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Dawson Centre hosts first Sydney Dinner

The Hobart-based Christopher Dawson Centre for Cultural Studies hosted its first official dinner in Sydney in late October

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The Dinner, held at the Royal Automobile Club of Australia in Sydney, attracted significant interest from longtime devotees of British historian Christopher Dawson and those of a younger generation who have discovered him more recently. Photo: Ian Barnes

The renaissance of interest across all ages and backgrounds in the importance of Christianity and its contribution to civilization was on display as Sydneysiders recently turned out for the first official dinner of the Hobart-based Christopher Dawson Centre for Cultural Studies.

The Centre, named for the British cultural historian Christopher Dawson (1889-1970) is headed by former Campion College President Dr David Daintree, who delivered the keynote address on 27 October at the Royal Automobile Club of Australia on ‘Reclaiming the Christian Intellectual Tradition.’

Fr Richard Waddell, parish administrator of St Augustine’s parish in Balmain, speaks briefly before leading Grace at the Dinner. Photo: Ian Barnes

Guests ranged in age from early twenties to eighties, with backgrounds in academia, agriculture, education, law, politics, as well as the skilled trades.

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Dr Daintree offered an overview of – among others – St Benedict, Boethius, and Cassiodorus who, each in their own right, contributed extensively to the Christian civilisation being established around them in the sixth century AD through monasticism, philosophy, and innovative scholarly communities.

“Benedict – like many, though by no means all, of the Church fathers was tolerant of secular learning provided that it was morally consistent with the values of Christianity. Copying books in the scriptoria – the ‘book factories’ – of Benedictine monasteries became an important charism of monastic life,” he said.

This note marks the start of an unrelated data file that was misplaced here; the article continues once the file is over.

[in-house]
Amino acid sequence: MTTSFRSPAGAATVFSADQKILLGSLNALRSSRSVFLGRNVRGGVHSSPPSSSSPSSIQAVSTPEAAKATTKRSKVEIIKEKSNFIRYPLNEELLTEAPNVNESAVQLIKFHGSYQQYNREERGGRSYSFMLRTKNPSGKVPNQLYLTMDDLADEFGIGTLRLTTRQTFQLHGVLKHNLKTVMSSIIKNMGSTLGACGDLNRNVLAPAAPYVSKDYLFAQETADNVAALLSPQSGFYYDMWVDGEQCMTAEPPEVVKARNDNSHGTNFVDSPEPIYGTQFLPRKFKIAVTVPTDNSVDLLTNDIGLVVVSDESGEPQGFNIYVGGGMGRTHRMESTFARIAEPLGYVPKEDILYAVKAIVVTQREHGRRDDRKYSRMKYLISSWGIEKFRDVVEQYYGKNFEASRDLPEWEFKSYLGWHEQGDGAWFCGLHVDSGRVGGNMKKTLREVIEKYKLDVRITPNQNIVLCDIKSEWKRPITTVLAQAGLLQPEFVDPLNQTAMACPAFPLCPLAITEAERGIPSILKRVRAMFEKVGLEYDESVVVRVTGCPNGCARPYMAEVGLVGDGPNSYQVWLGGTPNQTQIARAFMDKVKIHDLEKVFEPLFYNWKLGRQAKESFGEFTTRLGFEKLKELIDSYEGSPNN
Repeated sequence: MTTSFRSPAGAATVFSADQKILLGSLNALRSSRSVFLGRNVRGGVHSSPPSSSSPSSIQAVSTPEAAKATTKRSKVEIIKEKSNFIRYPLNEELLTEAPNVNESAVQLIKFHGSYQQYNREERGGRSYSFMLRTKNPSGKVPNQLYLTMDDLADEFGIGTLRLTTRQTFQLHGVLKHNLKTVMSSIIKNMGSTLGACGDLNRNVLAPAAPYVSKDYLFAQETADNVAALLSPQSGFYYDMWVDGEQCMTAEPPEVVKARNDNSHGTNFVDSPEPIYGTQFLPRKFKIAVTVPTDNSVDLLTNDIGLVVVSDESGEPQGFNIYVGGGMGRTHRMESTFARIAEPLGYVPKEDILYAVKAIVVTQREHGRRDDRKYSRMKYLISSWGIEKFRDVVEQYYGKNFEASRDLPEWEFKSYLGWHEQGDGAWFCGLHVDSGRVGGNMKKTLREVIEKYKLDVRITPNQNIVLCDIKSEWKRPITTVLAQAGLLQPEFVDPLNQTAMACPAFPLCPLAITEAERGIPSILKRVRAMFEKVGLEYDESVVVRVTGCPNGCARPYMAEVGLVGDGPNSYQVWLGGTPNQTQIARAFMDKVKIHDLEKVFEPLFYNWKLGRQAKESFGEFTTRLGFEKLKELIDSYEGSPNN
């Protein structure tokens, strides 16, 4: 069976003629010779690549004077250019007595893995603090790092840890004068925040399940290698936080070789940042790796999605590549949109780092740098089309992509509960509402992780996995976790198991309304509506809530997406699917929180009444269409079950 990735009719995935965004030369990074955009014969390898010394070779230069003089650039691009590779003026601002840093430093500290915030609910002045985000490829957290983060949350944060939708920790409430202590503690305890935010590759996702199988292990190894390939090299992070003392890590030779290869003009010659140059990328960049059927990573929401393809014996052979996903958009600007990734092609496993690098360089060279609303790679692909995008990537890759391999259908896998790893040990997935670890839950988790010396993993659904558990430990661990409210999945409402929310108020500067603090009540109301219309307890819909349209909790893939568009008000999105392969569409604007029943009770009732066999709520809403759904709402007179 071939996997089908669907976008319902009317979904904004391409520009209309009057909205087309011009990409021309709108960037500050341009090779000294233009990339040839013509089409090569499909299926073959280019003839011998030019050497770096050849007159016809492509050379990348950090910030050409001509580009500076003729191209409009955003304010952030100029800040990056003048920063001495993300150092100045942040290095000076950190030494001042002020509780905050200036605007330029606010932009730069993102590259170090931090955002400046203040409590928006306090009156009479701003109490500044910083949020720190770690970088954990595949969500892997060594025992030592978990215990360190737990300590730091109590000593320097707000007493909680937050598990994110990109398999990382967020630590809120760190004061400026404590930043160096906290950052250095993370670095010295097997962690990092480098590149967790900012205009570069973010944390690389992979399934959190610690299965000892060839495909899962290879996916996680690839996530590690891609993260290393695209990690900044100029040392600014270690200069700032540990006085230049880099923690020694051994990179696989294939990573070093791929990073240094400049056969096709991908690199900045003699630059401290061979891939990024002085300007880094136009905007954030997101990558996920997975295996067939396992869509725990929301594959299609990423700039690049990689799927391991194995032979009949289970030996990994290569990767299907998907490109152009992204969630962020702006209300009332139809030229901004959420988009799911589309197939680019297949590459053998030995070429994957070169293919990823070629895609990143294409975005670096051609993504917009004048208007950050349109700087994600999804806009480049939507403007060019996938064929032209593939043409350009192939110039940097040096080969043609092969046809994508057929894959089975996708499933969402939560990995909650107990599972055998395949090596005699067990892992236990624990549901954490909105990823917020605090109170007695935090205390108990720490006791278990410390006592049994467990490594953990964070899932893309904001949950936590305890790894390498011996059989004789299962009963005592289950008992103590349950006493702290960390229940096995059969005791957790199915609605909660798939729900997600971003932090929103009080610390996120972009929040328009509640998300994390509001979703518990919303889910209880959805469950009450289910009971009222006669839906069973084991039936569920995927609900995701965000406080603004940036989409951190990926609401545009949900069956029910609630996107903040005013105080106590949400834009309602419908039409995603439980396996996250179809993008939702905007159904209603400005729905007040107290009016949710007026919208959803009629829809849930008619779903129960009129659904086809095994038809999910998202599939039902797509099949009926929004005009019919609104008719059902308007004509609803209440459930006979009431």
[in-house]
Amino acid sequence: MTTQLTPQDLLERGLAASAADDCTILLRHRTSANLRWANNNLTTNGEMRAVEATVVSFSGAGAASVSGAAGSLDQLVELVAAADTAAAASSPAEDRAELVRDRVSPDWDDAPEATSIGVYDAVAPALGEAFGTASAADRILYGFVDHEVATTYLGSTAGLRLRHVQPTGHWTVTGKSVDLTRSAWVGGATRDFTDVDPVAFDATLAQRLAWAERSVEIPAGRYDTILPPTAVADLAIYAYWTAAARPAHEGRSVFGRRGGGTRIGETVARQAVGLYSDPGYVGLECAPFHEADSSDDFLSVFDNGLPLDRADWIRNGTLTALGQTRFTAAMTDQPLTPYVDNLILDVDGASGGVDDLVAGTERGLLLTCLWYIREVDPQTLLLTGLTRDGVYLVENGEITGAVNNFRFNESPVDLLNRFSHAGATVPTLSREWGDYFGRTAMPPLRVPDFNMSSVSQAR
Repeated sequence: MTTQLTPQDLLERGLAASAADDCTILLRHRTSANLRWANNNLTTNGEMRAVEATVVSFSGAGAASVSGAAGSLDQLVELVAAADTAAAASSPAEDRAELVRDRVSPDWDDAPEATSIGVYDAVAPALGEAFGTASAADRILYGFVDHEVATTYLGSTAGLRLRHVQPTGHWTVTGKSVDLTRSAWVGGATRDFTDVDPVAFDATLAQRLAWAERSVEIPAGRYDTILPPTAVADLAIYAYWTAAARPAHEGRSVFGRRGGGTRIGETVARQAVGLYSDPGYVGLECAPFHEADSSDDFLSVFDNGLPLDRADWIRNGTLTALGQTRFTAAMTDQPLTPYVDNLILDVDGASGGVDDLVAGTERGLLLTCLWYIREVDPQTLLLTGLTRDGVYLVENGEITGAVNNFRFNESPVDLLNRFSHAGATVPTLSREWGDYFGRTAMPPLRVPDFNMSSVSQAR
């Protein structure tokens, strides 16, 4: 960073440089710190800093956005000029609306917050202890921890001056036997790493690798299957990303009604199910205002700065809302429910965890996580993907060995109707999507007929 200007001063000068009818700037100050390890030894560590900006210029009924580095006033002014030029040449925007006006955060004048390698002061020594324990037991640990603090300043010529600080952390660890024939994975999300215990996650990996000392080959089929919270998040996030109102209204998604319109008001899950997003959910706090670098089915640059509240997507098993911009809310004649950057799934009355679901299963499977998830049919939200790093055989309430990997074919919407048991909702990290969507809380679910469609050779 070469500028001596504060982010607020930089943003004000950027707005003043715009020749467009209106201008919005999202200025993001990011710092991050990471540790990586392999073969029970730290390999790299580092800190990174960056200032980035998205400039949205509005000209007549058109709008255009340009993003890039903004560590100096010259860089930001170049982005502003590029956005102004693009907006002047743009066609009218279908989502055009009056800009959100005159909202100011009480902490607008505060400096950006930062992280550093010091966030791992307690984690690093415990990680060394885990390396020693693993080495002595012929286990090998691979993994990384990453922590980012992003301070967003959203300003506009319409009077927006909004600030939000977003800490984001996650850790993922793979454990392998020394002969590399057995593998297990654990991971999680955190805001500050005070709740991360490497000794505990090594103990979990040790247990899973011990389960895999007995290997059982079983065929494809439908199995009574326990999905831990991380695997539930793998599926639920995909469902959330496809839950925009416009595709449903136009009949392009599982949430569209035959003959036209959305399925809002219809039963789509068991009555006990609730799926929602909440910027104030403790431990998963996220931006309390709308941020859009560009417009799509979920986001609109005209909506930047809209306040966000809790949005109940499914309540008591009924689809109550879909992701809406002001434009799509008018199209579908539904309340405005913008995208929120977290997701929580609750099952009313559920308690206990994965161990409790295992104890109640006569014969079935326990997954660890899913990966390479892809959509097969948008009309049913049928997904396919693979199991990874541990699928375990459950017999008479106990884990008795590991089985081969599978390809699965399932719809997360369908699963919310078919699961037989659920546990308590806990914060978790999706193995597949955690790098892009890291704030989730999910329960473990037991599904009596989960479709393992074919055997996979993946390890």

Sydney barrister Sophie York introduces the evening. Photo: Ian Barnes

If the French 12th Century philosopher and scholar Bernard of Chartres described his age as one of ‘dwarves standing on the shoulders of giants’ with the reminder that people of his time were totally indebted to those who preceded them, then the challenge today is that, “we now live in an age of myopic loss of the spiritual dimension, when bare materialism has all but smothered our sense of the Divine,” he said.

“We have dismounted from those gigantic shoulders and for all our cleverness, and perhaps because of our cleverness, we trample in the mud.”

UNDA Law Professor Iain Benson, left, Ethicist Dr Margaret Somerville, Dr Daintree, Sophie York and Helen Jones gather after the Dinner. Photo: Ian Barnes

Given the current widespread polarisation of many societies into ‘liberal’ or ‘conservative’ camps, he said that, “all gatherings of like-minded people such as this dinner tonight have a kind of poignancy.

“We are outsiders and outliers now. We’re growing more conscious of the fluidity, the precariousness, of human life. St Paul’s remark comes to my mind: ‘here we have no continuing city’. But this is also a joyful and triumphant event because it celebrates the enduring power of friendship and collegiality, the kindly comfort of tradition and a sense of belonging that strengthens us.”

In 2013 Dr Daintree became the founding director of the Dawson Centre at the invitation of Archbishop Julian Porteous of Hobart.

We are outsiders and outliers now. We’re growing more conscious of the fluidity, the precariousness, of human life. St Paul’s remark comes to my mind: ‘here we have no continuing city’.

Since its establishment, the Centre has run public lectures on topics such as education, philosophy, history, theology, sacred music and environmental science. Its focus is to preserve and promote the intellectual traditions of the Christian West, the rule of law and representative democracy. In January 2023 it will offer week-long Summer Schools in an Overview of the Western Tradition, Medieval Latin and New Testament Greek. Previously, the Centre has also run Latin Summer Schools in Rome.

The evening’s proceedings were introduced by Sydney barrister and Naval Legal Officer, Sophie York. Grace was led by Fr Richard Waddell and the vote of thanks given by Emeritus Professor of Law, David Flint.

Information about the Dawson Centre’s summer schools and upcoming events can be found at

To subscribe to the Centre’s fortnightly newsletter, write to [email protected]


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